That is the title of an article in Spotlight on Market Access published by MMIT Radar. The article examines how FDA decisions to expedite getting treatments to market will be received by payers. The Healthcare Economist is quoted extensively in the article:
Payers have two key concerns, maintains Jason Shafrin, Ph.D., senior director of policy and economics at Precision Xtract: “(1) Will the benefit from the clinical trial translate into health benefits for patients in the real world, and (2) how will new treatments affect budgets?”
On the first question, Shafrin points to an article published in 2017 in the International Society for Pharmacoeconomics and Outcomes Research journal Value in Health on which he was lead author that examined how patients and physicians assessed durable survival gains. That research, he tells AIS Health, “found that the surrogate endpoints used in most accelerated approval trials were good but imperfect proxies of overall survival. Specifically, effectiveness observed in the real world was 16% lower than what was observed in clinical trials when trials used surrogate endpoints such as progression-free survival or time to progression. This ‘adjustment factor’ for surrogate endpoints varied depending on tumor type, the size of the clinical trial, treatment line of therapy and other factors.”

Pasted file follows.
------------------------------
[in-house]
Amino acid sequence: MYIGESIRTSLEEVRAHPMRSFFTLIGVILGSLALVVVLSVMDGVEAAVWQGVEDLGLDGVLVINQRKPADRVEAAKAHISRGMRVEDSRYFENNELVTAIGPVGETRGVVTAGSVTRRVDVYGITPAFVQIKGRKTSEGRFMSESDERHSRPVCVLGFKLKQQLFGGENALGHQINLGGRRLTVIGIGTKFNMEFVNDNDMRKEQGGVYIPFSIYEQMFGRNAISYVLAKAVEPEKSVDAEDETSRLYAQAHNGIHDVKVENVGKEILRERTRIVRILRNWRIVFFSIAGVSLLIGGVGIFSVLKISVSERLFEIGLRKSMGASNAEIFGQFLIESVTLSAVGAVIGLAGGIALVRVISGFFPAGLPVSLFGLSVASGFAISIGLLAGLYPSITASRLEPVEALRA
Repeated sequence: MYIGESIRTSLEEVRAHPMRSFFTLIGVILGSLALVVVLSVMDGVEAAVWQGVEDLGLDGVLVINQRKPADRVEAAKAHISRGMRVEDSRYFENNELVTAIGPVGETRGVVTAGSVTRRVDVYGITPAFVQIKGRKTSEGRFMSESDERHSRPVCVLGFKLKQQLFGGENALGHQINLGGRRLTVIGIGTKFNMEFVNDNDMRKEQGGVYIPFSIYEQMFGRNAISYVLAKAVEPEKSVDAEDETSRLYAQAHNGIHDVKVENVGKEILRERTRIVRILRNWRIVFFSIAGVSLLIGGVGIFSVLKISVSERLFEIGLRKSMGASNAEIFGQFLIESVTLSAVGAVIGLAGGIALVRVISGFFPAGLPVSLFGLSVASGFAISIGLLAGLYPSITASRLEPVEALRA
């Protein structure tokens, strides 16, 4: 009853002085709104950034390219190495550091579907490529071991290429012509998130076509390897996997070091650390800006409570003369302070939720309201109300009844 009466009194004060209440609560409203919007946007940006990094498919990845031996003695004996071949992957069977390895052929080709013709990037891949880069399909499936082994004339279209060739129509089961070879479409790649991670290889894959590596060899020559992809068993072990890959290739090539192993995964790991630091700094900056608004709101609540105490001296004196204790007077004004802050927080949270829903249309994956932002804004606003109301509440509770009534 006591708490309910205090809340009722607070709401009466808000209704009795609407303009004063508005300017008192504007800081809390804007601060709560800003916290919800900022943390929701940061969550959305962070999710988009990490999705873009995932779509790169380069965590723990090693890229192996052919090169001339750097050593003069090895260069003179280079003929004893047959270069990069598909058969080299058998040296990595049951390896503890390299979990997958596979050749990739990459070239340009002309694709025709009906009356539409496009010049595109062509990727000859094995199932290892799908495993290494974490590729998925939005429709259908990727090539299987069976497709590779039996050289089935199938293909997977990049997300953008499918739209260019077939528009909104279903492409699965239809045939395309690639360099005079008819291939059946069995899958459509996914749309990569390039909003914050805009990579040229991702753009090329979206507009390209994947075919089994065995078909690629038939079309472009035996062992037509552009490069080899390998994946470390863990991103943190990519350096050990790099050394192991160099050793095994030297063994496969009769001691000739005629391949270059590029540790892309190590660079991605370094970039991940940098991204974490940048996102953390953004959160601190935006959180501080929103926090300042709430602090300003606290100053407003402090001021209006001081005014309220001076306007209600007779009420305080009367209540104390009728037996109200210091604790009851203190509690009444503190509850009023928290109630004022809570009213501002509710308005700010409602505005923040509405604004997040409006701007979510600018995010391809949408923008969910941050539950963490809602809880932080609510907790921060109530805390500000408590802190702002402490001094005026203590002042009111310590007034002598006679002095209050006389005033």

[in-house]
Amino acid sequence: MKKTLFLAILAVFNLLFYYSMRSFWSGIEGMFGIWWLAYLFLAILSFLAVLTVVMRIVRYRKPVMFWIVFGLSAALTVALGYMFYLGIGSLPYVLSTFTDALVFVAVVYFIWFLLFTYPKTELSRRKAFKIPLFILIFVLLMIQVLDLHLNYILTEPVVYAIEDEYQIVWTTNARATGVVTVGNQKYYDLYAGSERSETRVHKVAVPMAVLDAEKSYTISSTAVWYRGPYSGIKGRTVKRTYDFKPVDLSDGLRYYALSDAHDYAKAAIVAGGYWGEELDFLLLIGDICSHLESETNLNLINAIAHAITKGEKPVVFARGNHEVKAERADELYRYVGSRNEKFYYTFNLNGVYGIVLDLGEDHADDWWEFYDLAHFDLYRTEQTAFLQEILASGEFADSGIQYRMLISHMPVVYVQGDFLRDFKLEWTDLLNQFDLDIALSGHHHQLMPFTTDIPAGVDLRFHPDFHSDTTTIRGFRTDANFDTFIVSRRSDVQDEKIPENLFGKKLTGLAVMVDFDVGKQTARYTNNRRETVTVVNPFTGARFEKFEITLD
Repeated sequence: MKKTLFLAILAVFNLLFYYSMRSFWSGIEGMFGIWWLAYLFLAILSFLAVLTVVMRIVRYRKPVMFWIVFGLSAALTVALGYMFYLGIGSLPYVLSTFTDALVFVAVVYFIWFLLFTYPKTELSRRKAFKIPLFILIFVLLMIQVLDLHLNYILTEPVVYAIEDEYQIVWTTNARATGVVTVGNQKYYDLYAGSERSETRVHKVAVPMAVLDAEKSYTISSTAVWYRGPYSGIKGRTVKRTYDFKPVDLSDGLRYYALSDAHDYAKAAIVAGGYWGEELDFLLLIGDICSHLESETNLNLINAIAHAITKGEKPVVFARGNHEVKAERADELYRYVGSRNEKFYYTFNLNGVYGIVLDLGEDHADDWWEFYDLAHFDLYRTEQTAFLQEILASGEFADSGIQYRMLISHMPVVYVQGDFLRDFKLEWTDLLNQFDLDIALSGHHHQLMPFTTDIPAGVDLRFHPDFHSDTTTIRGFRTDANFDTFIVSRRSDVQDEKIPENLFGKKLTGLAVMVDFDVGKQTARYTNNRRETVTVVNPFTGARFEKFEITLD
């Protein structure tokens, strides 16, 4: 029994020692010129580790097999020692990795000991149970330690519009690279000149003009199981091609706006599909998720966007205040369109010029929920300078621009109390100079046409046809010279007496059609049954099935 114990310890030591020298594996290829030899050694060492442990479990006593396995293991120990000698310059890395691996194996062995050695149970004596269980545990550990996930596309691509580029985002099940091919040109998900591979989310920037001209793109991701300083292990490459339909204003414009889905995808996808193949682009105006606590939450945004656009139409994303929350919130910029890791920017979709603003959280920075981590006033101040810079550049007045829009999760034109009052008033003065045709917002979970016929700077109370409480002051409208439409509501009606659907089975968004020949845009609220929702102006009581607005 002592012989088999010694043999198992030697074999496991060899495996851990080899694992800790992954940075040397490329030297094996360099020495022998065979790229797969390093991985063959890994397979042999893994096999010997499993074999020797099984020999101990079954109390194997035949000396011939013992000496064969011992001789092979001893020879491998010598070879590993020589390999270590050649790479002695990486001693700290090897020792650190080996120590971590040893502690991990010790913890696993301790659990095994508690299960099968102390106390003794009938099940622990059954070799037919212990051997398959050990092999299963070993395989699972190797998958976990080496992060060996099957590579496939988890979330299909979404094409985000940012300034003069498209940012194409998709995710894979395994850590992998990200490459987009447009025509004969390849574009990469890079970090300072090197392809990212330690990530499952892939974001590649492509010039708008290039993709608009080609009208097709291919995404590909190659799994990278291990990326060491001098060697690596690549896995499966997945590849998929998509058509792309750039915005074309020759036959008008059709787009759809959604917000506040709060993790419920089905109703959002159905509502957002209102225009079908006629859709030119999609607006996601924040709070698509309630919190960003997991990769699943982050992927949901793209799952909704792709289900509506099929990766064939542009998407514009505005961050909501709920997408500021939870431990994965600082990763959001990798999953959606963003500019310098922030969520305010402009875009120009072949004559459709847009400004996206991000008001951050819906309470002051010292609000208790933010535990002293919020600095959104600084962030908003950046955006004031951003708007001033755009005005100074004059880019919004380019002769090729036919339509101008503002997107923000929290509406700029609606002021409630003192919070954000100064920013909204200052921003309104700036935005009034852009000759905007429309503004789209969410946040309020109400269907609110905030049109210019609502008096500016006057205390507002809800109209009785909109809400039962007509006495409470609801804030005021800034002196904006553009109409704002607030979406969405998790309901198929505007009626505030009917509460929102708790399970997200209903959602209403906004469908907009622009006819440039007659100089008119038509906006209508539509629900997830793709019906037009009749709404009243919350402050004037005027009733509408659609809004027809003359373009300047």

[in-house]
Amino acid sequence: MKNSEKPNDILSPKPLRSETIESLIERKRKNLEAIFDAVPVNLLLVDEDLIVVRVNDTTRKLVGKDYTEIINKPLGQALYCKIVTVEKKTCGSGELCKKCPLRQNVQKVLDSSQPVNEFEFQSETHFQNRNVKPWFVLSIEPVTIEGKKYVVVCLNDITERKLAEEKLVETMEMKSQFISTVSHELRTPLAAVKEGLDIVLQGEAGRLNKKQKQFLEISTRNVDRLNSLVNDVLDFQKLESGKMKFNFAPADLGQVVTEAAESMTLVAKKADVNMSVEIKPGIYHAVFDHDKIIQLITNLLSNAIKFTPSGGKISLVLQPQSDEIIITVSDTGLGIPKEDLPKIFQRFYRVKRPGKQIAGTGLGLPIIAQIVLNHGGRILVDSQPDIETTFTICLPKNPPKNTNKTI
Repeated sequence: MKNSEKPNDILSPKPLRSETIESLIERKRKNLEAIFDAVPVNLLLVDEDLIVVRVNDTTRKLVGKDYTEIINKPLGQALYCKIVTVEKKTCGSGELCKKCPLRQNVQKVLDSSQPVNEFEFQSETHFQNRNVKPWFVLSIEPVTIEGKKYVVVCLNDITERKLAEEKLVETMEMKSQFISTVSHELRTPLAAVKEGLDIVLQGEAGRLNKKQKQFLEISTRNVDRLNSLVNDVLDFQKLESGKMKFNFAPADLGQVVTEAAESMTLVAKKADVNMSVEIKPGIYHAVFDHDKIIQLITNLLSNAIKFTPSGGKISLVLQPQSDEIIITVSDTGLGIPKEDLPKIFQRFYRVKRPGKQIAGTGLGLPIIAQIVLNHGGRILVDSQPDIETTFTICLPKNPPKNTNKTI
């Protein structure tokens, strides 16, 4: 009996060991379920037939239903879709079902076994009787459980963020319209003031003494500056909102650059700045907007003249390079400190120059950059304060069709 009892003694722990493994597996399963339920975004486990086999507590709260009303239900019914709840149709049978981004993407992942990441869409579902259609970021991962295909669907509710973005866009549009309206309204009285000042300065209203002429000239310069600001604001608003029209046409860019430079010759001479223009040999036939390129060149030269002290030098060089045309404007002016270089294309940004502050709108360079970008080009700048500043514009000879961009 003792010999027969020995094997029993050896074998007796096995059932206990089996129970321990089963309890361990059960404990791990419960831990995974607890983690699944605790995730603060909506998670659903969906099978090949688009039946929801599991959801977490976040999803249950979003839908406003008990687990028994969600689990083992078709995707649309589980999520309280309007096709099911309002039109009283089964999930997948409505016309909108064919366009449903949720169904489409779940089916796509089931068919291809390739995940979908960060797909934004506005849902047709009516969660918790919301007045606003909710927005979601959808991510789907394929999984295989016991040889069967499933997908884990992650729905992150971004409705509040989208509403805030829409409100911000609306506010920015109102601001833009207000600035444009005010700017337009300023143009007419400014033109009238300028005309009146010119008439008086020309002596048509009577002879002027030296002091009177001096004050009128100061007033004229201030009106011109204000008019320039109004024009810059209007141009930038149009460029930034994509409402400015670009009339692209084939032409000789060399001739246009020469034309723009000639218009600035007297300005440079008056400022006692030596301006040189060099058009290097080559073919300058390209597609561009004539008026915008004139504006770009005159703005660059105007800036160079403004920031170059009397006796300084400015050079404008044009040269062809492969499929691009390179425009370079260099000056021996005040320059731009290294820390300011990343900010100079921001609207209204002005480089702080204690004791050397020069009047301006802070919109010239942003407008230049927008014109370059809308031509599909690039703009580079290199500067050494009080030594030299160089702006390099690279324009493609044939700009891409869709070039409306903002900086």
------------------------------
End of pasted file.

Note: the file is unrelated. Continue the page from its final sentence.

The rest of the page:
On the issue of drug prices, Shafrin points to research showing that the price of a new oncology drug in 2015 was about three times the price of a new cancer drug in 1997. Payers, however, should put data about the rising cost of cancer drugs into context,” he says, noting that same research “shows that most of these new cancer treatments are targeted therapies that are indicated for smaller patient populations. In fact, the indicated population for a typical cancer drug in 2015 was 90% smaller than the indicated population of a cancer drug in 1997. Further, total payer spending on a given new cancer drug has actually fallen over time.”
…“Payers are increasingly looking for new cancer treatments that are not only safe and effective but also provide good value for money,” he says. “The advent of new value assessment groups in the United States such as the Innovation and Value Initiative and Institute for Clinical and Economic Review are gaining prominence. These groups use advanced economic models to monetize the net benefits of treatments less their cost.
To read the whole article, subscribe to the MMIT Radar on Market Access.